Thursday, October 13, 2016

Quick Hits: New Games July-Sept

Lots of old games, but new to me.

Peanuts Surprise Slides Games:

Now you would think a themed version of snakes and ladders would be a simple game.  That the game has a small paper of folded up rules enhances this impression.  Oh how wrong you are!  Luckily I had a five year old to teach me.  See, you spin a spinner to get a color result.  Except if you don't get the color you want, you move the spinner to whatever color you would like.  Luckily the five year did all of spinning, so I didn't have to figure out this complex system.  Next you move your piece to some random square of the color.  I'm sorry not random-- there was an intricate chosen system that I just wasn't capable of understanding.  Eventually we moved towards the finish line, ending on the same square for a tie, which I thought was a sweet result.  Way too complicated for me though, I'm going back to Twilight Struggle.

Around the World in 80 Days:

As you may suspect, you are trying to travel around the world in under 80 days. That isn't that difficult, so the question is who can do it in the least amount of time. It was a relatively straightforward action selection/card matching game. The theme was strong despite some weird quirks, like a detective periodically interviewing you for no discernible reason. Most player choices were fairly obvious with the sole tough choice being how fast to travel. Still it had some nice ups and down and a compelling ending, which made for a positive experience.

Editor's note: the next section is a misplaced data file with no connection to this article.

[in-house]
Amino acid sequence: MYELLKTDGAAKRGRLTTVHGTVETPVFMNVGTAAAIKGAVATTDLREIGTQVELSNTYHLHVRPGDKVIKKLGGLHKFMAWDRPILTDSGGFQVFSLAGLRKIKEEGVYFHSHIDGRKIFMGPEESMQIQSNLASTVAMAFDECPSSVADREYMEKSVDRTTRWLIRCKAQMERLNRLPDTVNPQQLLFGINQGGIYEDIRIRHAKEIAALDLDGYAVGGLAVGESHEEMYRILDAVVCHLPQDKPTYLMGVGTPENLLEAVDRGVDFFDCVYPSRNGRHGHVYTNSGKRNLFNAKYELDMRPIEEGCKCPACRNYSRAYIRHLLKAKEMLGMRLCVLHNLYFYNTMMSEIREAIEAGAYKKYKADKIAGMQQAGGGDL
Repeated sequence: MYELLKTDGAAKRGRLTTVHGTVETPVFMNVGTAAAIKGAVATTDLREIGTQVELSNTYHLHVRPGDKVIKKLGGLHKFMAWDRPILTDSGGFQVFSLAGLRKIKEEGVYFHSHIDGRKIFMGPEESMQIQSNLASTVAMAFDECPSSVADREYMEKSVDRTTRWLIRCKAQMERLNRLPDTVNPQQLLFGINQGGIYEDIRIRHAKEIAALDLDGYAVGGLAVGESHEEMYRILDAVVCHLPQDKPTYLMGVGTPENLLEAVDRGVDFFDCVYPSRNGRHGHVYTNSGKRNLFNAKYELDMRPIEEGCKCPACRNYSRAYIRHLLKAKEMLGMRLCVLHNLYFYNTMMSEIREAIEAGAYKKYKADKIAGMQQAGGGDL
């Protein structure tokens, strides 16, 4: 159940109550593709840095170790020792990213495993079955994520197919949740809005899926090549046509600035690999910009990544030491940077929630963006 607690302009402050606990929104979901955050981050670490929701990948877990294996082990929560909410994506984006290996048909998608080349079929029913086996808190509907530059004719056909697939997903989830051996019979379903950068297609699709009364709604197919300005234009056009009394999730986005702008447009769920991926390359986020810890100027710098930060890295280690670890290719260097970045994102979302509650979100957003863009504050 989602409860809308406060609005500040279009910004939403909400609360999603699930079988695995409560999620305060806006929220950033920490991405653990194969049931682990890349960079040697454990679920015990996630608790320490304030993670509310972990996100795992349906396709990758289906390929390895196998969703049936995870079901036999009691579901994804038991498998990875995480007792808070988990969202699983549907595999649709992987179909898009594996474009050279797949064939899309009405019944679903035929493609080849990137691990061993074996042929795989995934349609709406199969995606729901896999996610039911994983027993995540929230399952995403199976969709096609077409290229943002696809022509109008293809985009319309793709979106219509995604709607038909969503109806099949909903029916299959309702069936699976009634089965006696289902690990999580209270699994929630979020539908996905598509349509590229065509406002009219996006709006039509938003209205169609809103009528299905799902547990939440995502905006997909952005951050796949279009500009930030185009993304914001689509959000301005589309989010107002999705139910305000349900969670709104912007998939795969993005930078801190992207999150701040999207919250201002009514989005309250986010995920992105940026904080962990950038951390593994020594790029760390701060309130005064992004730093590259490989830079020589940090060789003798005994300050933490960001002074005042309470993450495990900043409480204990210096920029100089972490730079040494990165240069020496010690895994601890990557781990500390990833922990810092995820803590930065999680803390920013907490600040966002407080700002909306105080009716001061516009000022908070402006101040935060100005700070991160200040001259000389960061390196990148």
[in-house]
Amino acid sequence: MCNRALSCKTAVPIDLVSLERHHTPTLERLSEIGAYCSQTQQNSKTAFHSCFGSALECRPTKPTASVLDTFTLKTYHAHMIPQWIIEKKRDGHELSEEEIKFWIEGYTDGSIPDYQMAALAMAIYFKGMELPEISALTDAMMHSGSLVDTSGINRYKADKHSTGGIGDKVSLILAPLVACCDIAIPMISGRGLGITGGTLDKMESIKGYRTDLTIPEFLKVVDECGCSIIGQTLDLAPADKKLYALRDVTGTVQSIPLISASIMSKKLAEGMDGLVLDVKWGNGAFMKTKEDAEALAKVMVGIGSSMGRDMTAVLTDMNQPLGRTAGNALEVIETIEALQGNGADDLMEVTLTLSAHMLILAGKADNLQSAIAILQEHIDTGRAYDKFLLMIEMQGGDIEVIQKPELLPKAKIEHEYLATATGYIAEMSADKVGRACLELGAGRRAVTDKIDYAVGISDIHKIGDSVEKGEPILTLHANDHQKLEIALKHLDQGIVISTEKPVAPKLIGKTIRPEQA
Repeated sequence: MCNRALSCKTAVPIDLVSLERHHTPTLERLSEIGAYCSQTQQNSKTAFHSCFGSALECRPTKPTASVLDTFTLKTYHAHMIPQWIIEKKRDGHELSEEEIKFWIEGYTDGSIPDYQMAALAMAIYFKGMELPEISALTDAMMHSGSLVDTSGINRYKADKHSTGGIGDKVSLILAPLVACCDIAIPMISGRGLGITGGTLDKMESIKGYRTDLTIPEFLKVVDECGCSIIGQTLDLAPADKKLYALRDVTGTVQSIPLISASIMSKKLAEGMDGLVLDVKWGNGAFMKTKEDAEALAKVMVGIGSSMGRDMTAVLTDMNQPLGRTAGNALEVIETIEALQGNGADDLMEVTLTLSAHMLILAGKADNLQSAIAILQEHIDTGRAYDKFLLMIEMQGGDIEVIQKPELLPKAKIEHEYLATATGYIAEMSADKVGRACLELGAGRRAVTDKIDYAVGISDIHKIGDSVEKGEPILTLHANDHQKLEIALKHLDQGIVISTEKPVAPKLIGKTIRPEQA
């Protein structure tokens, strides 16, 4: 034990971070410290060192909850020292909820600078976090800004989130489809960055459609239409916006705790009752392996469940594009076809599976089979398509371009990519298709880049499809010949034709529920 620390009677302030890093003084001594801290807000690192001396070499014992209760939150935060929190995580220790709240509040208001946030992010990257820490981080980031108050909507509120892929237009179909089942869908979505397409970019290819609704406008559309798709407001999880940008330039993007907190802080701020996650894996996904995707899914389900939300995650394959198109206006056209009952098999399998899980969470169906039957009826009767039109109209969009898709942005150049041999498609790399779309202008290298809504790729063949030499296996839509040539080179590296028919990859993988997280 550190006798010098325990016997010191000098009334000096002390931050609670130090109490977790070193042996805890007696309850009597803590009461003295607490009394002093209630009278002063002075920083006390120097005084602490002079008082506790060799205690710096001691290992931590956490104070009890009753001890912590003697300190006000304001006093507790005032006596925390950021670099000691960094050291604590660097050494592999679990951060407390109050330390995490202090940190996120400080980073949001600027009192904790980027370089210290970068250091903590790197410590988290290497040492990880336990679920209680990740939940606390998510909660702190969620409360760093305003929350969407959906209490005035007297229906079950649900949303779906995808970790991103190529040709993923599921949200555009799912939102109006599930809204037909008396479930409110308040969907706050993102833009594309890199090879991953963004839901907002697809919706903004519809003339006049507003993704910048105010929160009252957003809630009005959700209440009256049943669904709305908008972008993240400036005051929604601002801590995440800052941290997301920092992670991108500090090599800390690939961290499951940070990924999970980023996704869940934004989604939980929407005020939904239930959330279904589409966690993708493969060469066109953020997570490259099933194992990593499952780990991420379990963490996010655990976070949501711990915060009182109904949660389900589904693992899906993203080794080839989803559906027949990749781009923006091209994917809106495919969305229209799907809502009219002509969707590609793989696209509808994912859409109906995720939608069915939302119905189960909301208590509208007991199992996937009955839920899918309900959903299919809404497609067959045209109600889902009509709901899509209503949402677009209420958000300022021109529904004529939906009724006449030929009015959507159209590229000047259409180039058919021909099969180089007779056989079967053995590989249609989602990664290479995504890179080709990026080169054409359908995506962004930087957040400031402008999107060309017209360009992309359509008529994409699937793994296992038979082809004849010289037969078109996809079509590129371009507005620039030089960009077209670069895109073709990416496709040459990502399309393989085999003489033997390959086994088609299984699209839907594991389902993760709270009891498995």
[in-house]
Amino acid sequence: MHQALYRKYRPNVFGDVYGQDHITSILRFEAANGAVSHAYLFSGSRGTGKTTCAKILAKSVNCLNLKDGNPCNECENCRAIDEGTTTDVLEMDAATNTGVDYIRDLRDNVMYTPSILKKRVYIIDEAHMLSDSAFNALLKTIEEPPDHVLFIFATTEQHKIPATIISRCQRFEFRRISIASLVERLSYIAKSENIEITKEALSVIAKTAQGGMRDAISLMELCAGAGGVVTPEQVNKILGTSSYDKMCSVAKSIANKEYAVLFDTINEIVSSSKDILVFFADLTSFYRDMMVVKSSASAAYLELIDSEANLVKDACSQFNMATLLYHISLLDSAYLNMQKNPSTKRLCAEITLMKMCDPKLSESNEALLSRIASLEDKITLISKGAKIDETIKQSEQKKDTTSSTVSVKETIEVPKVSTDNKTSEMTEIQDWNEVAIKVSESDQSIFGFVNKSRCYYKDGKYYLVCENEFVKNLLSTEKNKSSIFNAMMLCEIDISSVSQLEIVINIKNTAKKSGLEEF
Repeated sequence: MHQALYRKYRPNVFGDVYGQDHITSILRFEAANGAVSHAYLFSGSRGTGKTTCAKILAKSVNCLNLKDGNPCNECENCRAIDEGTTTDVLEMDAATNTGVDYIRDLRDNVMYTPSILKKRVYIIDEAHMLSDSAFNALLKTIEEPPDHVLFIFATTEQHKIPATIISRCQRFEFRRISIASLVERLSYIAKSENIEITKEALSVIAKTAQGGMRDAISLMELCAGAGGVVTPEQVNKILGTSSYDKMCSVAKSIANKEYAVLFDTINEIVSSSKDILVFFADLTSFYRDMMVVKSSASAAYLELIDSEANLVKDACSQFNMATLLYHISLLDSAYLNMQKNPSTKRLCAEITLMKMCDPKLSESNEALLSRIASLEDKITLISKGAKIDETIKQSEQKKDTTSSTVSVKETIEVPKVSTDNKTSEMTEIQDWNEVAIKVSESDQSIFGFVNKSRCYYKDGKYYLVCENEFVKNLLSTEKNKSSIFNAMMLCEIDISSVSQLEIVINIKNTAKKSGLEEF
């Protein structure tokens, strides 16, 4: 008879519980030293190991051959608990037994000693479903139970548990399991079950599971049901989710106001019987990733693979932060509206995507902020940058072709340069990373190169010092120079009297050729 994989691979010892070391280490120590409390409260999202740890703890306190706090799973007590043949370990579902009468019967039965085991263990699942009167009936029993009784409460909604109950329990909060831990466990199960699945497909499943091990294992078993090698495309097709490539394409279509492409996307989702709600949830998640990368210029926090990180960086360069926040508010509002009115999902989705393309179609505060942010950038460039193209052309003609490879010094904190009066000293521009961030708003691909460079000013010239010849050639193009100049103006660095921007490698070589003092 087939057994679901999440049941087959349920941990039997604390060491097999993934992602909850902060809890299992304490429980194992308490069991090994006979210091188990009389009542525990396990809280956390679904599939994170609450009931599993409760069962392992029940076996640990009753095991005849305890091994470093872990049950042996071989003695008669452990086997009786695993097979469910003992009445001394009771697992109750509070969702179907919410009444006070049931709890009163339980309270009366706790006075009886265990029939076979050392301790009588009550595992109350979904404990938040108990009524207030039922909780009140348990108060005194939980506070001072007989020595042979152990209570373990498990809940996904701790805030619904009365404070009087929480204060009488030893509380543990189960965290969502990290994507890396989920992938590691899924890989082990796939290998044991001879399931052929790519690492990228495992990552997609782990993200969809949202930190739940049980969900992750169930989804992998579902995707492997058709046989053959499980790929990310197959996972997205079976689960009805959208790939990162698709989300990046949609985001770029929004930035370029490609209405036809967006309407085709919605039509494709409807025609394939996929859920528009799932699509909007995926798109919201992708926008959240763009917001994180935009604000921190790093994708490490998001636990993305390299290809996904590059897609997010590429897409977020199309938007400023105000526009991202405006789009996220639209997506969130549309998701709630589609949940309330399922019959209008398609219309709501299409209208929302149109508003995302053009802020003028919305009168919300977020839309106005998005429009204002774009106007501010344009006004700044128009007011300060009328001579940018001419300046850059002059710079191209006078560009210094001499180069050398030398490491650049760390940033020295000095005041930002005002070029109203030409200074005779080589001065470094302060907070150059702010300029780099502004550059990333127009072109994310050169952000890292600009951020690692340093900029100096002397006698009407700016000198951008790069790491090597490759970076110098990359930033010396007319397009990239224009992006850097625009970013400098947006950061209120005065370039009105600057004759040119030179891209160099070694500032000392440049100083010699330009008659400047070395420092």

Place guys and wait for them to die in plagues. It it isn't the happiest theme, but it simple enough to learn. It is okay, though too random and fluid to have much of a strategy. There are special cards you can take that give you special powers, but increase the odds of getting killed when plagues come. My biggest issue of the game was that I found having 0-1 cards to be a boring play experience, but it was the most effective against the rats.


DiceMasters: Teenage Mutant Ninja Turtles

DiceMasters is one of those games that has always tempted me and have almost pulled the trigger on buying it numerous times. I love Marvel and haven't found a game with that IP I've really liked since the Overpower CCG in the mid-nineties. Plus is has deck building and dice, two things of which I tend to be very fond, and it has been generally well received. On the downside, it is a spin-off of Quarriers, one of the few games I passionately despise.

The set I played was of the turtles, the only set that comes in a complete box rather than being collectible. I used a dominate duo of Bebop and Rocksteady to pound my way to victory. Dicemasters, much to my delight, fixed everything that was wrong with quarriers. Too much randomness and a reward the leader mechanic have been replaced with mechanics that allow for comebacks and planning. I throughly enjoyed building a dice pool that worked together and getting it out at the same time. I don't plan on going crazy on Dicemasters as one certainly can, but I have started a collection since then.


Camel UP:

I did a gateway write-up on this, so you can see my thoughts there. In short, an enjoyable an amusing game, but too often there was nothing interesting to do on a turn. Also the blue camel sucks. I played with 7 players though, and think it would have been better with 4-5.